JIa Tolentino was 16 years old when she first understood what it means to be someone else. In a mall, she goes to an actor to get a reality show on a whim, driven by her parents jokingly. Is taken. For three weeks, I filmed “Girls v. Boys”. Four boys and four girls, a vacation home with bunk beds, challenges on the beach, it’s about who can eat a mountain of hot mayonnaise the fastest and who is the first to cook with it. But most of all, of course, it’s all about who you want to be – or who you should be.
Like every teenager, Gia Tolentino deals extensively with questions like this, dreads how her friends and classmates see her, and thinks before the show how she can prevent appearing like a slut without looking the wisdom of what she sees. But even then, Tolentino’s ideas of correct self-ranking were in the wildest episodes: she did not “watch” herself only to live “as I really am,” as she wrote in her diary. Instead, she also fears that this self-monitoring will make her very aware of her performance, and that she risks becoming “my role”.
Ironically, it was precisely participation in reality presentation that liberated her from this form of paranoia: she could no longer keep pace with self-observation due to the sheer remark: “As long as everything was a solo performance, it seemed impossible to perform it. Consciously,” she now writes in an article in Her book “Trick Mirror”, where fifteen years later, she chronicles her experiences from then and from there to the present. “Knowing if I was being seen pushed me away from wanting to see myself, to analyze myself as a role. (…) After a few years I thought that the impression I made on others, like the weather, was out of my control.”
Because of this, Tolentino never watches the show when he’s on TV. She just gets back the search recordings for her article and talks to the other participants and the product. He notes that her television experience did not completely free her from her perceptual frenzy, but rather formed her subconscious mind: “The process of adapting to my external self was so instinctive and automatic that I no longer consciously perceived it. Reality TV freed me from self-awareness and at the same time linked me with it by making self-awareness inseparable For everything else, it was a useful, albeit dubious, preparation for life in the clutches of the Internet.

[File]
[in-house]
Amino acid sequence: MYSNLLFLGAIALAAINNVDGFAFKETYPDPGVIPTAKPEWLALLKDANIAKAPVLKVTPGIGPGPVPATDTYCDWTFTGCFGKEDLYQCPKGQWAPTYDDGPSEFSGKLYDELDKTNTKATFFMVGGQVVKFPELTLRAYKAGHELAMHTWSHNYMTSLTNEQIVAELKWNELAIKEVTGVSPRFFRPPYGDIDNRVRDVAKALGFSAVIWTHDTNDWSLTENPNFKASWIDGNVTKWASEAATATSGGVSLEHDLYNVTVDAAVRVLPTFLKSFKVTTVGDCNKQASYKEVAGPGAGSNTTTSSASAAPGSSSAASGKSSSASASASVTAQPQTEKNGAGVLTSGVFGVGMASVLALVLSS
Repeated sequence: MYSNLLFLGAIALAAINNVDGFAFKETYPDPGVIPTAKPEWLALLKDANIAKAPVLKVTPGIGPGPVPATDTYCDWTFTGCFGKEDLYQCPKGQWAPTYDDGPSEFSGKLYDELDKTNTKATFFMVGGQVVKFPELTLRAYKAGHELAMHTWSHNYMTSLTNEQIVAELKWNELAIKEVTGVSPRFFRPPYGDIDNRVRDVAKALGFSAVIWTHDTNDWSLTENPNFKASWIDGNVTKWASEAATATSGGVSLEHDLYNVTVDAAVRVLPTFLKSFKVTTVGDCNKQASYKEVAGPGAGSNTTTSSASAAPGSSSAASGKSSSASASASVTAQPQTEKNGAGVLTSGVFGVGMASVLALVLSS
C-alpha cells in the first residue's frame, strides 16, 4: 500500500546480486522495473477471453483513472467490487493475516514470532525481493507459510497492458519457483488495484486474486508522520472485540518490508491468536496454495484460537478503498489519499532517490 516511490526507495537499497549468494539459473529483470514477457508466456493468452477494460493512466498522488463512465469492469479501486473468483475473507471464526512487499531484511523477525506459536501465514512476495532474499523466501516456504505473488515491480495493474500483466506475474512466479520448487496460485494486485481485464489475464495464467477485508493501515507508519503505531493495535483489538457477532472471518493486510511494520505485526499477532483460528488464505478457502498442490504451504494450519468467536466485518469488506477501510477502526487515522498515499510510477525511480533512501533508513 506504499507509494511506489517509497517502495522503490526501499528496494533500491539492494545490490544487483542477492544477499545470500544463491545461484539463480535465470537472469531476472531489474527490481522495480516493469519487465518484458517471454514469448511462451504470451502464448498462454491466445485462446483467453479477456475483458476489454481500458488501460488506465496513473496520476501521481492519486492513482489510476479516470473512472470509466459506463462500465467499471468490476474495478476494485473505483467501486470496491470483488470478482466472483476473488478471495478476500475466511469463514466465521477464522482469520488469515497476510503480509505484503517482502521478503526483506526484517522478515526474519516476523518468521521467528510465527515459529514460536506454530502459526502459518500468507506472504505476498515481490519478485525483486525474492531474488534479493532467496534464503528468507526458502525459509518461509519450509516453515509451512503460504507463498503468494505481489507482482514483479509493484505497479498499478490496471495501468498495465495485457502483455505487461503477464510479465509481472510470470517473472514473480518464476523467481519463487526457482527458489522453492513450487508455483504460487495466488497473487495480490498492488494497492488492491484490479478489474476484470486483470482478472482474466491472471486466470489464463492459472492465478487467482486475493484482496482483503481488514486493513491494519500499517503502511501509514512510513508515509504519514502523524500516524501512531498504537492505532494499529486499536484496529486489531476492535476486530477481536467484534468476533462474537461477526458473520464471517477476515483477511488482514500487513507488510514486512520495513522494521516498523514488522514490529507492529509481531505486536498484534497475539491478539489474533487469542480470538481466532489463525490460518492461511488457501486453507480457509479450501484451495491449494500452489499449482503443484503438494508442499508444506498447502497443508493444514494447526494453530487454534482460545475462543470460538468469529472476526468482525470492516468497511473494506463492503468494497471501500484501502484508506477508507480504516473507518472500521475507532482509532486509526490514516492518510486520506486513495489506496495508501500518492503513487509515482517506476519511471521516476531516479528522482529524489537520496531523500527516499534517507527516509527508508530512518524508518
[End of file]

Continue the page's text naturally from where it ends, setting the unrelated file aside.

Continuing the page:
With these meta reflections, when the “Trick Mirror” appeared in the US at the end of 2019, Jia Tolentino got on the nerves of one or two whole generations of people whose daily practice was an appropriate and useful photo midway in the mirror cabinet of social media to design it yourself. Critics showered the book with praise and only agreed on the question of whether Tolentino was “Susan Sontag of the Millennials” (“The Washington Post”) or “Joan Didion of Our Time” (“The Eagle”). And the flashy cover made itself into photos, where an advanced Instagramer can present their self-reflecting perception, is even better than the stylish “New Yorker” handbag that Tolentino has been writing for regularly since 2016.
“Explorer. Communicator. Music geek. Web buff. Social media nerd. Food fanatic.”